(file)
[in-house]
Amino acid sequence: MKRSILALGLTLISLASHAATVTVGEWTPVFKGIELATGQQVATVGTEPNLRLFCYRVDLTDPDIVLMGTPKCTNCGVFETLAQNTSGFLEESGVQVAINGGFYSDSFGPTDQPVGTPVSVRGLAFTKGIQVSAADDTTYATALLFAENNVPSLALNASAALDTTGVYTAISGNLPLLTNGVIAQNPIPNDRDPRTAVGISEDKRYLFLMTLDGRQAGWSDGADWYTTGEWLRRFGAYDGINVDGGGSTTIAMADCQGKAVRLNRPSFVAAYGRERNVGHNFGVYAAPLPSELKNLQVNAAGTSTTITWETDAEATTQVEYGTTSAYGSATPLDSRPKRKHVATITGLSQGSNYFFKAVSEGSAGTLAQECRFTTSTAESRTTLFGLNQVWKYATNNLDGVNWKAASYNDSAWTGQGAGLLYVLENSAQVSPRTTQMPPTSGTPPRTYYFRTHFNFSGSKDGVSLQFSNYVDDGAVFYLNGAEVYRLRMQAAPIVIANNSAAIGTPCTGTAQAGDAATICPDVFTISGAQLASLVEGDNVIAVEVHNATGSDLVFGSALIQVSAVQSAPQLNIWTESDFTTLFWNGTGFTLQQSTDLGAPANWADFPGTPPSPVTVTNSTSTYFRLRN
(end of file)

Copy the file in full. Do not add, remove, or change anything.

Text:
[in-house]
Amino acid sequence: MKRSILALGLTLISLASHAATVTVGEWTPVFKGIELATGQQVATVGTEPNLRLFCYRVDLTDPDIVLMGTPKCTNCGVFETLAQNTSGFLEESGVQVAINGGFYSDSFGPTDQPVGTPVSVRGLAFTKGIQVSAADDTTYATALLFAENNVPSLALNASAALDTTGVYTAISGNLPLLTNGVIAQNPIPNDRDPRTAVGISEDKRYLFLMTLDGRQAGWSDGADWYTTGEWLRRFGAYDGINVDGGGSTTIAMADCQGKAVRLNRPSFVAAYGRERNVGHNFGVYAAPLPSELKNLQVNAAGTSTTITWETDAEATTQVEYGTTSAYGSATPLDSRPKRKHVATITGLSQGSNYFFKAVSEGSAGTLAQECRFTTSTAESRTTLFGLNQVWKYATNNLDGVNWKAASYNDSAWTGQGAGLLYVLENSAQVSPRTTQMPPTSGTPPRTYYFRTHFNFSGSKDGVSLQFSNYVDDGAVFYLNGAEVYRLRMQAAPIVIANNSAAIGTPCTGTAQAGDAATICPDVFTISGAQLASLVEGDNVIAVEVHNATGSDLVFGSALIQVSAVQSAPQLNIWTESDFTTLFWNGTGFTLQQSTDLGAPANWADFPGTPPSPVTVTNSTSTYFRLRN